I just finished teaching our required undergraduate algorithms class, and in grading their final exams I discovered that a few of the students have (not from me) acquired the incorrect belief that modifying the standard version of the breadth first search algorithm by replacing the stack with a queue makes it into depth first search. Embarrassingly, the Wikipedia depth first search article made the same mistake (until today), as do some textbooks (for example Skiena's Algorithm Design Manual p. 169; Jeff Edmonds' How to Think about Algorithms, pp. 175–178; Gilberg and Forouzan Data Structures: A Pseudocode Approach Using C, 2nd ed., p. 497).
Here's what you get if you swap a stack for the queue in breadth first search:
In trees, or in AI search contexts where the visited set is not used to eliminate duplicate vertices, this idea does indeed produce a depth-first search. But in arbitrary graphs with a visited set, the traversal that you get from this routine is not depth first. The problem is that nodes high in the tree push some of their neighbors as children too early; in a proper depth first search those children would instead be discovered as descendants farther down in the tree. Here's an example, illustrating (as usual) the tree whose edges link each vertex with the earlier vertex it was discovered from:
In a depth first search tree, all edges connect ancestors and descendants. In a breadth-first search tree, all edges connect vertices in the same or adjacent levels. But in the stack traversal tree, all non-tree edges connect pairs of vertices that are not ancestors and descendants of each other, the opposite property to the depth first tree property. Or, to put it another way, if \( w \) is a descendant of \( v \), and is adjacent to \( v \), then \( w \) must be a direct child of \( v \).
Goodrich and Tamassia (whose book I used for my class) and CLRS avoid this mistake by only discussing recursive depth-first search; CLRS has an exercise of writing an iterative stack-based depth-first search but doesn't state the answer. One text that discusses the subject of using a stack for an iterative depth first search but gets it right is Sedgewick's Algorithms in Java. There are (at least) two different ways of doing it, both discussed by Sedgewick. You can use a stack of iterators instead of a stack of vertices:Alternatively, you can push all neighbors and delay the check for whether a vertex has been visited until it is popped. This is the approach taken by Kleinberg and Tardos's Algorithm Design:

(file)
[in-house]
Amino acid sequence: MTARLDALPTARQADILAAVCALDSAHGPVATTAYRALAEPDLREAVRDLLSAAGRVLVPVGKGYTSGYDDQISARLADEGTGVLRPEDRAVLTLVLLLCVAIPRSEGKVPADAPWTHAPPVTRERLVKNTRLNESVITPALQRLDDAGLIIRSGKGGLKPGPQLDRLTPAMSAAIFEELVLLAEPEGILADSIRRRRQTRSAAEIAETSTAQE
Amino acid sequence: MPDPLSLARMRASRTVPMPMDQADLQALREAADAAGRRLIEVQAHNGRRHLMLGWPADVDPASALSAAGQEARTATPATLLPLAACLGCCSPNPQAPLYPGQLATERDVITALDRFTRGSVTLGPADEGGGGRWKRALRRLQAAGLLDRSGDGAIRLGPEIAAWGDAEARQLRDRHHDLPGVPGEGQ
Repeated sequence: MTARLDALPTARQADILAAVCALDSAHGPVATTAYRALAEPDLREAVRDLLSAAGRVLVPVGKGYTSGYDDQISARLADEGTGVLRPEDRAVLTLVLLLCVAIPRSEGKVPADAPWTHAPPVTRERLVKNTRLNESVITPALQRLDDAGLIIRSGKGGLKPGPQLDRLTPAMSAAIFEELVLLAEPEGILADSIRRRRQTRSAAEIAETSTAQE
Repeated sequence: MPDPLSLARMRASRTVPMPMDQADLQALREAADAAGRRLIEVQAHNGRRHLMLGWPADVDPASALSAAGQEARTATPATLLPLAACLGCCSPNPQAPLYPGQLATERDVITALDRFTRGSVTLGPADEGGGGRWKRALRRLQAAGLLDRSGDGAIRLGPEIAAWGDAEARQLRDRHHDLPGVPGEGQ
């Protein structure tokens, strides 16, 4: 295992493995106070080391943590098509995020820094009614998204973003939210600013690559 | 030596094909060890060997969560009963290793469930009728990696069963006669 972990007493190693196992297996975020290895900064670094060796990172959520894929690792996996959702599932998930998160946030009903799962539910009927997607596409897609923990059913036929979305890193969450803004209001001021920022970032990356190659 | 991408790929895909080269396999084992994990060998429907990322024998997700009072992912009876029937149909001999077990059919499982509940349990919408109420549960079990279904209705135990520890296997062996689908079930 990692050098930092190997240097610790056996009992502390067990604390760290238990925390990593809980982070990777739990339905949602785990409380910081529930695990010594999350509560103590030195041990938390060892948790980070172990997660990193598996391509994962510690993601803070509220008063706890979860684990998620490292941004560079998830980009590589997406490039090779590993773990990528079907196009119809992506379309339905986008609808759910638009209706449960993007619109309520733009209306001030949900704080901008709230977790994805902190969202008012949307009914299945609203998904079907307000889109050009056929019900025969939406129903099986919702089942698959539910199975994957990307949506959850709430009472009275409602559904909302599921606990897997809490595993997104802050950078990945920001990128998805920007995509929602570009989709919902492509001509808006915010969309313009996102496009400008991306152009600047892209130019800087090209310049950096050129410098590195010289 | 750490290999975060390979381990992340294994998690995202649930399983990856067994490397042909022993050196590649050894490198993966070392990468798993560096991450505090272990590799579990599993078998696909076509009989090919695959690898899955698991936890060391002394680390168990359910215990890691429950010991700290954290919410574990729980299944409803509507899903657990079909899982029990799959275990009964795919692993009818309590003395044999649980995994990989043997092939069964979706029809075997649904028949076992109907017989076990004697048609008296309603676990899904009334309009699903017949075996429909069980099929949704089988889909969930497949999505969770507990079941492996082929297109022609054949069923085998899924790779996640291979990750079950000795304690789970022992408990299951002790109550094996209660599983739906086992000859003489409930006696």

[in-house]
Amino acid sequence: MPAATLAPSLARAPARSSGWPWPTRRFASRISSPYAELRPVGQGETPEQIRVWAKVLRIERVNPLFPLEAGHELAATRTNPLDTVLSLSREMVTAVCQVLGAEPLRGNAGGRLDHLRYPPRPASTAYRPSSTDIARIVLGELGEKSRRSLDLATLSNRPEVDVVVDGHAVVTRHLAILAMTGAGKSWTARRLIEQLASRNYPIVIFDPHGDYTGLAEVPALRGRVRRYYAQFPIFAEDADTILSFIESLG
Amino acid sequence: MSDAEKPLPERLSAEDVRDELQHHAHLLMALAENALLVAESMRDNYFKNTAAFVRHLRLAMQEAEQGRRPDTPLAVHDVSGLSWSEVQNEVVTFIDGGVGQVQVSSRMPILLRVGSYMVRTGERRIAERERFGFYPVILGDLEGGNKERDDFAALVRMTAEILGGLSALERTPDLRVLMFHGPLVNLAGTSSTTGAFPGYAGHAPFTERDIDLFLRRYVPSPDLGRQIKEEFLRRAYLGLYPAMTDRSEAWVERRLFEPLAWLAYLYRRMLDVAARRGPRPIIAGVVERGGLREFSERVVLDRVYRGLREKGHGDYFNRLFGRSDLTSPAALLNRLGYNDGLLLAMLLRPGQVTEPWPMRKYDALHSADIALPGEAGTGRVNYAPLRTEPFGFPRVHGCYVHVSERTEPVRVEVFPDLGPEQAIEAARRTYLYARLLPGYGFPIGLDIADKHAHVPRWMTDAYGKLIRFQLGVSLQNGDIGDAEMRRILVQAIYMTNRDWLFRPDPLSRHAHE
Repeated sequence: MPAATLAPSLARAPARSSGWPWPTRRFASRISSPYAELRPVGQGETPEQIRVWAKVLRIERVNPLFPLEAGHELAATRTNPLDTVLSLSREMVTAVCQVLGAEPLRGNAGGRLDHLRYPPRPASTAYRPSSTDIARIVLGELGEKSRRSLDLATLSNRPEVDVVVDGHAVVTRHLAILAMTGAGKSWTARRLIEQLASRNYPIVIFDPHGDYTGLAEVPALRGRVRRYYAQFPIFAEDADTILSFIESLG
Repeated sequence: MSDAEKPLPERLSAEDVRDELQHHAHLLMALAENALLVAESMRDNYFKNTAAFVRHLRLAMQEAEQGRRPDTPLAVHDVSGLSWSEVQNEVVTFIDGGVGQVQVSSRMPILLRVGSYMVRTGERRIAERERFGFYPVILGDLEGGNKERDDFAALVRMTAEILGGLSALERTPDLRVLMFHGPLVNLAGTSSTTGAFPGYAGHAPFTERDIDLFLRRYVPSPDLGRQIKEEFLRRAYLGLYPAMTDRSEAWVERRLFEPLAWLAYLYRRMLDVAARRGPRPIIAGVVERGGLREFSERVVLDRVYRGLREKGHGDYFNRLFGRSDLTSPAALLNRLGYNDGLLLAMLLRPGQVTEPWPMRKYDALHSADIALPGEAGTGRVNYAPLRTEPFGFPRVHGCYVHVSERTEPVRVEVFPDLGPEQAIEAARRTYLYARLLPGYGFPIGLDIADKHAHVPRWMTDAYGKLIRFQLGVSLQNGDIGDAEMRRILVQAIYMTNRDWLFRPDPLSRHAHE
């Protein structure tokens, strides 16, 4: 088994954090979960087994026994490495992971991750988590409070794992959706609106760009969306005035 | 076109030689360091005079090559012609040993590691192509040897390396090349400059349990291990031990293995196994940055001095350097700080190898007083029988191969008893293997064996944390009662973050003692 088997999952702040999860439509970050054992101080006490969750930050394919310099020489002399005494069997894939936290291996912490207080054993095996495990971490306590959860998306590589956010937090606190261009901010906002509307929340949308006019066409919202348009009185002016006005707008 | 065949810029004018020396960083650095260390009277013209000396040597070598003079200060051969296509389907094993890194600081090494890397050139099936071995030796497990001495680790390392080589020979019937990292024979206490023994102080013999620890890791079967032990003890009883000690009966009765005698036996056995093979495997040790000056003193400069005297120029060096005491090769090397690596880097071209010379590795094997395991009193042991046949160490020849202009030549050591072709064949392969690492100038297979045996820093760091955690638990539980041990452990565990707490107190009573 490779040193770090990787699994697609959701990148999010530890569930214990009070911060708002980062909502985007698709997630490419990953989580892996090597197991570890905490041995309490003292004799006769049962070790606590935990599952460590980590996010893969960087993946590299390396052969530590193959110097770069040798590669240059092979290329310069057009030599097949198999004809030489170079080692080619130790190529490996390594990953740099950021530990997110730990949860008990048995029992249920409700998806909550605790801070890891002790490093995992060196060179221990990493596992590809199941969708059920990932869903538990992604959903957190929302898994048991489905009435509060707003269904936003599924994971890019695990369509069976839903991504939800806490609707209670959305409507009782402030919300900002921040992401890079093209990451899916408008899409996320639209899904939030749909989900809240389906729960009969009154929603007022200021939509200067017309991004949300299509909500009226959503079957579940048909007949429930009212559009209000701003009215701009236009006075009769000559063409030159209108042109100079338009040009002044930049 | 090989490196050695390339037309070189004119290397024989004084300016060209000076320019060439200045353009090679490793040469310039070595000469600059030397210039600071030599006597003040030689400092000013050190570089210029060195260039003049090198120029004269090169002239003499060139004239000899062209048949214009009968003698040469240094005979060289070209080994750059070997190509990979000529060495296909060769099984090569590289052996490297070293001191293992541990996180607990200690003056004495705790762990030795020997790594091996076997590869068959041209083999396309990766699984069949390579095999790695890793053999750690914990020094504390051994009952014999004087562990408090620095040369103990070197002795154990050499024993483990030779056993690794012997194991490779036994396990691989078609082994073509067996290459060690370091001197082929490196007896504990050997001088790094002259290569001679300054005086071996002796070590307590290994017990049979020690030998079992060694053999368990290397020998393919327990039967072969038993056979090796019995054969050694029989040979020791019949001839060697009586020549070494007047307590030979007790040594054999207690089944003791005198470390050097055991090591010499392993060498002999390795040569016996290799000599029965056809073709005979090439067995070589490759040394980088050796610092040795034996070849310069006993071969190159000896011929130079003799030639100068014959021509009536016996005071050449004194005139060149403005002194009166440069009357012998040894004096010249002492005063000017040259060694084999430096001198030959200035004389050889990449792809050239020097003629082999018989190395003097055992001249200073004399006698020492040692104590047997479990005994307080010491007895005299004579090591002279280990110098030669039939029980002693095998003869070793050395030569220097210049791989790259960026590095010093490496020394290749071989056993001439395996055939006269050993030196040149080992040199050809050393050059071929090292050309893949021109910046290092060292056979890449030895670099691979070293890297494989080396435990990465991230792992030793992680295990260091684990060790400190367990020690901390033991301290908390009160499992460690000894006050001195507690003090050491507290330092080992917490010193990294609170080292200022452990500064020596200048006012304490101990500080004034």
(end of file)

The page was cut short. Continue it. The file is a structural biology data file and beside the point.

Both of these have the property that replacing the stack by a queue gives a breadth-first search, implemented in a somewhat nonstandard way. They don't give the same traversal as each other (the first one matches the usual recursive dfs while the second one reverses the order of the children at each vertex), and the second one uses more space because of duplicated entries on the stack, but they at least both give a valid depth-first search.
Depth-first search and breadth-first search (and lexicographic breadth-first search) are all useful in algorithm design because of the restricted way the rest of the graph can be attached to the search tree. The non-dfs stack traversal is a different type of graph traversal, so conceivably it could also be useful in this way. But I don't know of any examples of algorithms that deliberately use it instead of bfs or dfs.
I have some tangential question. How do you define BFS tree for a graph? I always thought that any unweighted shortest path tree is a BFS tree. However most definitions I find are much more restrictive and use queue, so there is some linear order on the set of vertices.
I would define it as a tree in which each vertex is connected to the vertex from which it was first discovered, its leftmost neighbor on the previous tree level.
Phew. I used what you call dfs2 in Open Data Structures. Glad I didn't screw that up.
I used the other iterative dfs (with the stack of iterators) in http://www.ics.uci.edu/~eppstein/PADS/DFS.py. It is a bit more space-efficient than dfs2. But dfs2 is definitely simpler, and the difference between \( O(n) \) and \( O(m) \) space usage isn't usually that important, so if you have to remember only one I think it's a good choice.
Your writeup is an excellent illustration of a reader's need to confirm to himself or herself the veracity of material available (oftentimes from reputable sources).
I recently discovered the following article that does a similarly excellent job with dispelling profoundly incorrect interpretations frequently espoused in a lot of the quantum mechanics literature. Just thought that some of your quantum computing inclined readers might benefit as well. Given my non-physics background I did not understand all that is in the article but with additional effort I believe that this resource should clarify a great deal of the mystery (in my mind, atleast) that sorrounds quantum mechanics. The khet and tensor product notation is a pain to parse through but perhaps is not an insurmountable obstacle.
I'm teaching graph searching with the following pseudocode that explicitly constructs a tree. The active vertices are kept in a data structure A that supports insert, delete and active, where active refers to the element that would be deleted. If A is implemented by a queue resp. a stack you get a BFS-Tree resp. DFS-Tree
Ok, but then how do you find an unvisited neighbor in constant time? Don't you need to store for each active vertex some sort of pointer into its neighbor list? I think for an algorithms class these things should be explicit.